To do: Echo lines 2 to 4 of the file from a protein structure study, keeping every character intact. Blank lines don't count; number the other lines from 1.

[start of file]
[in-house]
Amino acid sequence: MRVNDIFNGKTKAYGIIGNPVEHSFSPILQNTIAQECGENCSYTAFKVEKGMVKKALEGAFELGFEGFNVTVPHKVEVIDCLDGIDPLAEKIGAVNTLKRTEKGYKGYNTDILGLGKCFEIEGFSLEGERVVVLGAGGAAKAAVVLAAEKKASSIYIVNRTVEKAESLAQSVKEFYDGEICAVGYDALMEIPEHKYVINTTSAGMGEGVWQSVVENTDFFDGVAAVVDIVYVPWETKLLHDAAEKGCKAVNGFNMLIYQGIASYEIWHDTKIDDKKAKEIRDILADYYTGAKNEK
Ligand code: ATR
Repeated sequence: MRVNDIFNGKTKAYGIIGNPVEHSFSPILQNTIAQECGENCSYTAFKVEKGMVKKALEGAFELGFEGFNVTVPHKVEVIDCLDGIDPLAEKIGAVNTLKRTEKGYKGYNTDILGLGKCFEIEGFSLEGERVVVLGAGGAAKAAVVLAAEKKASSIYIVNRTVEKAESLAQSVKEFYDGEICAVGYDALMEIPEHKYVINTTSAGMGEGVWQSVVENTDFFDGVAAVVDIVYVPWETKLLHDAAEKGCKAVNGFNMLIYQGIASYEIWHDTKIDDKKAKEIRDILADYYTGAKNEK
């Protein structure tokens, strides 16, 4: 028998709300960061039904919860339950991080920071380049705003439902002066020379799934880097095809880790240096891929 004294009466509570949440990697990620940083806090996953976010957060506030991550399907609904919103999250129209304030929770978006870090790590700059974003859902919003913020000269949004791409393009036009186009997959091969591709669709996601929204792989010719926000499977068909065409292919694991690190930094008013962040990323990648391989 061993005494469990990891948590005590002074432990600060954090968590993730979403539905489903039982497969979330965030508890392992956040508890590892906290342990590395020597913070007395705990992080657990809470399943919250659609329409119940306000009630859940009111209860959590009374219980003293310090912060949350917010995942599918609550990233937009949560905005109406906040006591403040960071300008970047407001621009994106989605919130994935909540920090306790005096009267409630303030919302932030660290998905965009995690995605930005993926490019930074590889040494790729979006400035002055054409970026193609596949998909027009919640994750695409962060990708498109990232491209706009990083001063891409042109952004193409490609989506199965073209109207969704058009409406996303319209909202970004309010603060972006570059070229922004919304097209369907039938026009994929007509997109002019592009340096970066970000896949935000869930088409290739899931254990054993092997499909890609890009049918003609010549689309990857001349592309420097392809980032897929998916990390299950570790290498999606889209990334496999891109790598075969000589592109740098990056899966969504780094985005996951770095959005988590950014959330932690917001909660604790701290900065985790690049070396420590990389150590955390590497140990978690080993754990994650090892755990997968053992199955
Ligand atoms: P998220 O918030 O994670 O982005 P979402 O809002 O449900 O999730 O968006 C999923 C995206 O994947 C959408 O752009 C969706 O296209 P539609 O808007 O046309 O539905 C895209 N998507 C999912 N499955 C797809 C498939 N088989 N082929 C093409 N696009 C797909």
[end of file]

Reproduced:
Amino acid sequence: MRVNDIFNGKTKAYGIIGNPVEHSFSPILQNTIAQECGENCSYTAFKVEKGMVKKALEGAFELGFEGFNVTVPHKVEVIDCLDGIDPLAEKIGAVNTLKRTEKGYKGYNTDILGLGKCFEIEGFSLEGERVVVLGAGGAAKAAVVLAAEKKASSIYIVNRTVEKAESLAQSVKEFYDGEICAVGYDALMEIPEHKYVINTTSAGMGEGVWQSVVENTDFFDGVAAVVDIVYVPWETKLLHDAAEKGCKAVNGFNMLIYQGIASYEIWHDTKIDDKKAKEIRDILADYYTGAKNEK
Ligand code: ATR
Repeated sequence: MRVNDIFNGKTKAYGIIGNPVEHSFSPILQNTIAQECGENCSYTAFKVEKGMVKKALEGAFELGFEGFNVTVPHKVEVIDCLDGIDPLAEKIGAVNTLKRTEKGYKGYNTDILGLGKCFEIEGFSLEGERVVVLGAGGAAKAAVVLAAEKKASSIYIVNRTVEKAESLAQSVKEFYDGEICAVGYDALMEIPEHKYVINTTSAGMGEGVWQSVVENTDFFDGVAAVVDIVYVPWETKLLHDAAEKGCKAVNGFNMLIYQGIASYEIWHDTKIDDKKAKEIRDILADYYTGAKNEK